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Gathering of Engineers

Ludographic considerations from the Silicon Forest

Friday, November 04, 2005

Teaching Games

Brief post today – I’m sitting here manning the Sunriver Games booth at BGG.CON and things are slow (too early, folks were gaming pretty late last night).

So yesterday I spent more time learning and teaching games than playing games.  Funny thing is, I only taught Havoc once.  I taught Siena, Antike (twice), and Railroad Dice 2.  For Siena I did get to play most of the game, but had to leave before the final endgame banker bash.

I found myself wandering around the floor and seeing people picking up a game that I’ve played and obviously trying to learn from the rules.  Peter Drayton (also here) was trying to figure out the shipping rules for RR Dice and I explained things then offered to teach him and three others how to play the game.  I would have liked to play myself, but I really did enjoy just teaching the game.  Side note: I had no idea Peter was a gamer.  We met 3 or 4 years ago at one of Chris Sells’ XML DevCons, and he’s a very accomplished author.

It is so much easier to learn a game from a human being than from reading rules.  Maybe I’m slow, but I had to read through the rules for Antike and Indonesia at least 5 or 6 times before it started to make sense.  I think I need to rethink how I teach myself – most people that play wargames teach themselves by setting up the game and playing solitaire. For any medium to heavy-weight Euro game I think that’s also a good approach, as it greatly helps to see the pieces in action and build some context.  There’s always that ah-ha moment when all of the mechanics click together, and I have hard time reaching that moment from just a rules reading.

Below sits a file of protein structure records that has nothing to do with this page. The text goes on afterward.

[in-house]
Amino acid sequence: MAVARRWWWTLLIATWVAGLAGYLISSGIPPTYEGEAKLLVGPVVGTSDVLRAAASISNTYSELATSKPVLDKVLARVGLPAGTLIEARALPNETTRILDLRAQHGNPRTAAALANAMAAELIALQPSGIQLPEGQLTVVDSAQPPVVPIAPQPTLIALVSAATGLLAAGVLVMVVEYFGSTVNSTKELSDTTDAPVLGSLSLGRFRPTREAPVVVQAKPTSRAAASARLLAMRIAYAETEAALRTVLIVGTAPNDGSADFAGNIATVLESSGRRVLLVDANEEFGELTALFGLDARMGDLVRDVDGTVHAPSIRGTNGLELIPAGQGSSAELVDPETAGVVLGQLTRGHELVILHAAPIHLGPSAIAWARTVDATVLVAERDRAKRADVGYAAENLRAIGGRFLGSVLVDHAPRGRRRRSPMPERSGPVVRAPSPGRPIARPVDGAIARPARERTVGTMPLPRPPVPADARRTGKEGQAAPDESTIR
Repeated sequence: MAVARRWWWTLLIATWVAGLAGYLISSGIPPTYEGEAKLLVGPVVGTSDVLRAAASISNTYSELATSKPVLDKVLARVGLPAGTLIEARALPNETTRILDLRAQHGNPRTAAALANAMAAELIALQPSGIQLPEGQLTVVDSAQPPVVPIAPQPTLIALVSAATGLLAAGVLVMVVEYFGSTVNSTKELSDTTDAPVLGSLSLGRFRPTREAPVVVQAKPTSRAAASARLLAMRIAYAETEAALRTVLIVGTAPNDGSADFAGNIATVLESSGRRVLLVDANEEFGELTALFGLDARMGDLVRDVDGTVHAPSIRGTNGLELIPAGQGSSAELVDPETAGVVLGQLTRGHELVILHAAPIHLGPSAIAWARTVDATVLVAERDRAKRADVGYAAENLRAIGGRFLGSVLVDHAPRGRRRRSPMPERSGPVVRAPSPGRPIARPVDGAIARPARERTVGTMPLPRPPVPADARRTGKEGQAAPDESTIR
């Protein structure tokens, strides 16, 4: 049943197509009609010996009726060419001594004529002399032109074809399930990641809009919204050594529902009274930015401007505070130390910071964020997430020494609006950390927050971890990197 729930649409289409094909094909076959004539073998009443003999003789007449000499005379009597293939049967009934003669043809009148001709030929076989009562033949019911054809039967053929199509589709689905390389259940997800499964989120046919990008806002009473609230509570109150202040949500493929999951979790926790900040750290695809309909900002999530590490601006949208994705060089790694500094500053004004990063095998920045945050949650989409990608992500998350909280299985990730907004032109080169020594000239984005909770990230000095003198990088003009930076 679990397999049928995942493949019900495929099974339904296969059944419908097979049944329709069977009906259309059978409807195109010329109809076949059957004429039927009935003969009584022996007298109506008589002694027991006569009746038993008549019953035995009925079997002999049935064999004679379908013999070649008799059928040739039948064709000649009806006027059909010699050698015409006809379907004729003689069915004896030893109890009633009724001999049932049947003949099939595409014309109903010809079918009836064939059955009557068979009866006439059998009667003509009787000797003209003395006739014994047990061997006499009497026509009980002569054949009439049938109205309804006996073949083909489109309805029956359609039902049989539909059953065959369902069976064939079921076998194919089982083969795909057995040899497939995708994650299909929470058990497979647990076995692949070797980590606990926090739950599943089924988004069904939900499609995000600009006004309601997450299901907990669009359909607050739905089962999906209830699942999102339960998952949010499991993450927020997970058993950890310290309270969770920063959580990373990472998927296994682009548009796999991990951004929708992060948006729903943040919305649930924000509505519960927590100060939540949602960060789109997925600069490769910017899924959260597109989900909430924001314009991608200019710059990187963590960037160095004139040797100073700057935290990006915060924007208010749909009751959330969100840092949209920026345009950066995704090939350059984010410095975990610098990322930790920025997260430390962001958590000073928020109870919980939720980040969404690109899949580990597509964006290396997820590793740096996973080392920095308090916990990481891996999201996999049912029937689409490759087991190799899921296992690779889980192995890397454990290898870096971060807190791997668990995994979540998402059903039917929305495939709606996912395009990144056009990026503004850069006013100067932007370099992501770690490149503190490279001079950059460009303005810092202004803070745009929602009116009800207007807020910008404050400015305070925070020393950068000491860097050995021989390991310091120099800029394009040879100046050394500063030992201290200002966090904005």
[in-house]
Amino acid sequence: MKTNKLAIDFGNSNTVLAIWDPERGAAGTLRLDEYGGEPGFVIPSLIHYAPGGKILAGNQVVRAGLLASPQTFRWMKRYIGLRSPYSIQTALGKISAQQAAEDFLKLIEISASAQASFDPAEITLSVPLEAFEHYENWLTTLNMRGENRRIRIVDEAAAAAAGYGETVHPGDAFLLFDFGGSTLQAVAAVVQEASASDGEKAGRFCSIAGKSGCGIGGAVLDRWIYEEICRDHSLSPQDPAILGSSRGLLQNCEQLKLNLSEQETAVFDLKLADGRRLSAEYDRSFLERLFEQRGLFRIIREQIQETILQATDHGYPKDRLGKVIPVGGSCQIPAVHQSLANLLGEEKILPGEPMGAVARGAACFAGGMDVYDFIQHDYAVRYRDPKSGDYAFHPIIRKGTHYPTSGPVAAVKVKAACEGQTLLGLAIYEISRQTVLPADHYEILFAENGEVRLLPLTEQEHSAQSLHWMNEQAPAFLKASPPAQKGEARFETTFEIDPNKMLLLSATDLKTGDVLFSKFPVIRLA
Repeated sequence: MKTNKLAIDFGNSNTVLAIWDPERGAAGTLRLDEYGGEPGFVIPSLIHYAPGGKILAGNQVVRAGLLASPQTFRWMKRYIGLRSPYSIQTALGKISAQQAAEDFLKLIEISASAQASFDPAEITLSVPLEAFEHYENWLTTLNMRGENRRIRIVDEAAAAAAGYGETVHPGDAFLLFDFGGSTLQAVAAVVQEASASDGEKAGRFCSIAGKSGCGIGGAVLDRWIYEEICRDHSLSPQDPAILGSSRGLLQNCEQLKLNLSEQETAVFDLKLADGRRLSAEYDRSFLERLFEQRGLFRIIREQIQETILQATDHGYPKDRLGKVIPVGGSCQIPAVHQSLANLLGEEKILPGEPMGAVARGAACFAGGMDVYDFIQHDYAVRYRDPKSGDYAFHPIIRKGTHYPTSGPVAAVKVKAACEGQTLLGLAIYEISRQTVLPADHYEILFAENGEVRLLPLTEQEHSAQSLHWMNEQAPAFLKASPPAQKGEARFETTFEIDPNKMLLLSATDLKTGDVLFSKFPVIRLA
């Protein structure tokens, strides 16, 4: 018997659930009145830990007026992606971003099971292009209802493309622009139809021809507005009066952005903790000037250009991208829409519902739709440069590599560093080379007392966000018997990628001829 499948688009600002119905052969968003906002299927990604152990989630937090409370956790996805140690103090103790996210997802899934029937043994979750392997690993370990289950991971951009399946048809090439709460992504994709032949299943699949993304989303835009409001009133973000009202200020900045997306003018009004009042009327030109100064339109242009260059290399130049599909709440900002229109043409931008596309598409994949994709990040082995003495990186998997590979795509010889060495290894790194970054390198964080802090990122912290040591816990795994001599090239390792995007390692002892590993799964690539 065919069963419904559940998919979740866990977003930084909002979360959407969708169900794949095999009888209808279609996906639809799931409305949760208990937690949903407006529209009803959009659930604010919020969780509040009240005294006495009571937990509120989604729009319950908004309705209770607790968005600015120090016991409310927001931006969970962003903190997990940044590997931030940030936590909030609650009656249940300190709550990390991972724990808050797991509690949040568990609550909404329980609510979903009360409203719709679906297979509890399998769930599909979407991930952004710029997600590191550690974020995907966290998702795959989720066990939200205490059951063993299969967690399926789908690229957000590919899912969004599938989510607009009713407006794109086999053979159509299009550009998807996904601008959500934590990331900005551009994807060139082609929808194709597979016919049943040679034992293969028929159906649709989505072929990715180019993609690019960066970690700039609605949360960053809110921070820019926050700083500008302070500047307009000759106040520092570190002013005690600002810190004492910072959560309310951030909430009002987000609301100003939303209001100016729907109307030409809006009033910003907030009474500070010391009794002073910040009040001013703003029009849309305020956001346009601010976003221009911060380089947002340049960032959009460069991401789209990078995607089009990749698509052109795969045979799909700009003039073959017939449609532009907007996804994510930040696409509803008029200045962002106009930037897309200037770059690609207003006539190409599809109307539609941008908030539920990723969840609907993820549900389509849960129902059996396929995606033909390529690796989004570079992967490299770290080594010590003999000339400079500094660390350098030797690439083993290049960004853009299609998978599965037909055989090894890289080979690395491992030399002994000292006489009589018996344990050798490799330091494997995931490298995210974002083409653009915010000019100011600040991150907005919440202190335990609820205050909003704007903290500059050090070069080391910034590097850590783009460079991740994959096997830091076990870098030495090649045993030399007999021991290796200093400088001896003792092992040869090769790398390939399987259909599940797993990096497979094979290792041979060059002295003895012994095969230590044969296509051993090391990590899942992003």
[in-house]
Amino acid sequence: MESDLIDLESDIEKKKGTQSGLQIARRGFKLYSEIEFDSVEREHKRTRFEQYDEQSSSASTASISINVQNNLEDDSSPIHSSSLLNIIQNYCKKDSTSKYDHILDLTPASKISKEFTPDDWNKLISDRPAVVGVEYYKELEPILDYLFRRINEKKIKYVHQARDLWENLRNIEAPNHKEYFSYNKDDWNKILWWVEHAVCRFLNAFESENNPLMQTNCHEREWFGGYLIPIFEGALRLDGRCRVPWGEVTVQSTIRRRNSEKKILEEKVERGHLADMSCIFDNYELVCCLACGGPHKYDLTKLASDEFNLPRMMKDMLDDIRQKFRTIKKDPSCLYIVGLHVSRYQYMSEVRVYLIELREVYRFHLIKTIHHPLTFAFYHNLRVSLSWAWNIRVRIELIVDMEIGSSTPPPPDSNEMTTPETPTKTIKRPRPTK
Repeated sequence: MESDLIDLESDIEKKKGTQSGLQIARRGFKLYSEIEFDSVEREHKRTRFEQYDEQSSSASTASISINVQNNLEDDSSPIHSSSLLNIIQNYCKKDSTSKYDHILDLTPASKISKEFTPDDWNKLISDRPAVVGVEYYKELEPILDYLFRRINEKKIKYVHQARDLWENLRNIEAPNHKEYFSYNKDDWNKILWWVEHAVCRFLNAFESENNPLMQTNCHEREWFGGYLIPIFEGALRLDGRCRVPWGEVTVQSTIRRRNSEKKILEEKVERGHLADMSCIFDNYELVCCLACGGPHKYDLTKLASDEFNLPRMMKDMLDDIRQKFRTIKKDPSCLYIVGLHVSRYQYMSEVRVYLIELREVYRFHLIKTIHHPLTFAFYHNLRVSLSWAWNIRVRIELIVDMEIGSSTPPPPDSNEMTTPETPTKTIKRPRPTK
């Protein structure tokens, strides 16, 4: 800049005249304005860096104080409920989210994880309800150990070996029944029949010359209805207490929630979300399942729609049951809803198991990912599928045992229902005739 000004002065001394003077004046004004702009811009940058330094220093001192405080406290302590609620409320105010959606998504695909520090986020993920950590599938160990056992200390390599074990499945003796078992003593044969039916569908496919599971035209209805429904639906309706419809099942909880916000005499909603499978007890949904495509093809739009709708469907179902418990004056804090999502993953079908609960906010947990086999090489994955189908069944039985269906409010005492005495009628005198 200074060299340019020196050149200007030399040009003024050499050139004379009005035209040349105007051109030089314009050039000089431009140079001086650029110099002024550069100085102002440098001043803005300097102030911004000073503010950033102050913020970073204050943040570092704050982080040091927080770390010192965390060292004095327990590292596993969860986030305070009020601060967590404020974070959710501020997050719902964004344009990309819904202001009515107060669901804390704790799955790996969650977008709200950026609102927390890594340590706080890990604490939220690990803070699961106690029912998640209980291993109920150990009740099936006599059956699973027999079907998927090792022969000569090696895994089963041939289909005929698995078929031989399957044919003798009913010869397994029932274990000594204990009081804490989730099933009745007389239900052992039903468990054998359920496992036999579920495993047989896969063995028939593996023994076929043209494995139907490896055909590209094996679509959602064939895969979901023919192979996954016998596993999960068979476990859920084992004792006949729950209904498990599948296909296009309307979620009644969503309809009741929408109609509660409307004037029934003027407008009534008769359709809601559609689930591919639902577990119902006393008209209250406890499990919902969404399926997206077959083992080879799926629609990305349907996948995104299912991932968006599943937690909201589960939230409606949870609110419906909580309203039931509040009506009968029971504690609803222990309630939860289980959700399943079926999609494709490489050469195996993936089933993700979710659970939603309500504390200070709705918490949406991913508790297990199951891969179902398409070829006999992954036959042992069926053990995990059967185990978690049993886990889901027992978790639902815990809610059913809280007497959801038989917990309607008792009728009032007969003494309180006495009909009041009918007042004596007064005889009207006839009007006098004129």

Make sure you check out my personal weblog and Flickr photostream if you want to track the goings-on at BGG.CON.


  • At 7:22 PM, Anonymous Doug Garrett said…

    I completely agree, Chris, with both of your points. Learning from someone rather than just from the rules (with the caveat that sometimes a person can totally botch a teaching) helps things crystalize. Also, having the game spread out in front of you as you learn it certainly clarifies how things work as well.

    I actually like teaching games as much as playing sometimes, enjoying sitting back and watching others delve into something they've learned from me.

  • At 7:19 AM, Blogger Jasen said…

    Glad I got to partake in your only teaching of Havoc on Thursday. I'm planning on introducing it to my boardgame group on Friday and I expect it'll be very well received. In retrospect, I probably should have bought at least 4 or 5 copies so I could have resold them (or given them as gifts) to eager Calgarians.

    Pleasure meeting you at BGG.con Chris. Hopefully our paths will cross again - certainly let me know should you ever be in Calgary.


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